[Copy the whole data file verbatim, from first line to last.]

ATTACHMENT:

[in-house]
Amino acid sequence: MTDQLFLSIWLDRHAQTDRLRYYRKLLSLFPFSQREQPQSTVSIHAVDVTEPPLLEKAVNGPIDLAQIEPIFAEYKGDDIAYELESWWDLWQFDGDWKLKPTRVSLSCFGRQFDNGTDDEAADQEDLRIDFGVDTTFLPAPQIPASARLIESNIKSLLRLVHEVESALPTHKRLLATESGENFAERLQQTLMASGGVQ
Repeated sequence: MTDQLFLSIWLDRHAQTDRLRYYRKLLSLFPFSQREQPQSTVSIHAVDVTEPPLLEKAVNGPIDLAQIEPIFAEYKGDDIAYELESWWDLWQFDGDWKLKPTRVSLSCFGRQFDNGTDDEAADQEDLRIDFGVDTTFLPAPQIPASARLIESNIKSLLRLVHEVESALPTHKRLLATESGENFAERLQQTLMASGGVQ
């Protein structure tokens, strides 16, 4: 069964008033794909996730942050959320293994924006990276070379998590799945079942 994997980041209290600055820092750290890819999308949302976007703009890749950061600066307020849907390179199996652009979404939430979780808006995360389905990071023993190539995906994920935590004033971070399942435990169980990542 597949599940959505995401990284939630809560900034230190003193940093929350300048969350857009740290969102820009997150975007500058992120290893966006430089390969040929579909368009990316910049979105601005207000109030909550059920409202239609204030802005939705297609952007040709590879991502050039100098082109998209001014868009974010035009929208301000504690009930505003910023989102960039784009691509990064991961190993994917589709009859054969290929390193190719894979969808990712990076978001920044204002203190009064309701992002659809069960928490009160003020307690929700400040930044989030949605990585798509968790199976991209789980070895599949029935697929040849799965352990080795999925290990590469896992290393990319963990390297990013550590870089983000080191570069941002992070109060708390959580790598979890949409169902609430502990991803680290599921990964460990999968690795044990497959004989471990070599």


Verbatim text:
[in-house]
Amino acid sequence: MTDQLFLSIWLDRHAQTDRLRYYRKLLSLFPFSQREQPQSTVSIHAVDVTEPPLLEKAVNGPIDLAQIEPIFAEYKGDDIAYELESWWDLWQFDGDWKLKPTRVSLSCFGRQFDNGTDDEAADQEDLRIDFGVDTTFLPAPQIPASARLIESNIKSLLRLVHEVESALPTHKRLLATESGENFAERLQQTLMASGGVQ
Repeated sequence: MTDQLFLSIWLDRHAQTDRLRYYRKLLSLFPFSQREQPQSTVSIHAVDVTEPPLLEKAVNGPIDLAQIEPIFAEYKGDDIAYELESWWDLWQFDGDWKLKPTRVSLSCFGRQFDNGTDDEAADQEDLRIDFGVDTTFLPAPQIPASARLIESNIKSLLRLVHEVESALPTHKRLLATESGENFAERLQQTLMASGGVQ
């Protein structure tokens, strides 16, 4: 069964008033794909996730942050959320293994924006990276070379998590799945079942 994997980041209290600055820092750290890819999308949302976007703009890749950061600066307020849907390179199996652009979404939430979780808006995360389905990071023993190539995906994920935590004033971070399942435990169980990542 597949599940959505995401990284939630809560900034230190003193940093929350300048969350857009740290969102820009997150975007500058992120290893966006430089390969040929579909368009990316910049979105601005207000109030909550059920409202239609204030802005939705297609952007040709590879991502050039100098082109998209001014868009974010035009929208301000504690009930505003910023989102960039784009691509990064991961190993994917589709009859054969290929390193190719894979969808990712990076978001920044204002203190009064309701992002659809069960928490009160003020307690929700400040930044989030949605990585798509968790199976991209789980070895599949029935697929040849799965352990080795999925290990590469896992290393990319963990390297990013550590870089983000080191570069941002992070109060708390959580790598979890949409169902609430502990991803680290599921990964460990999968690795044990497959004989471990070599």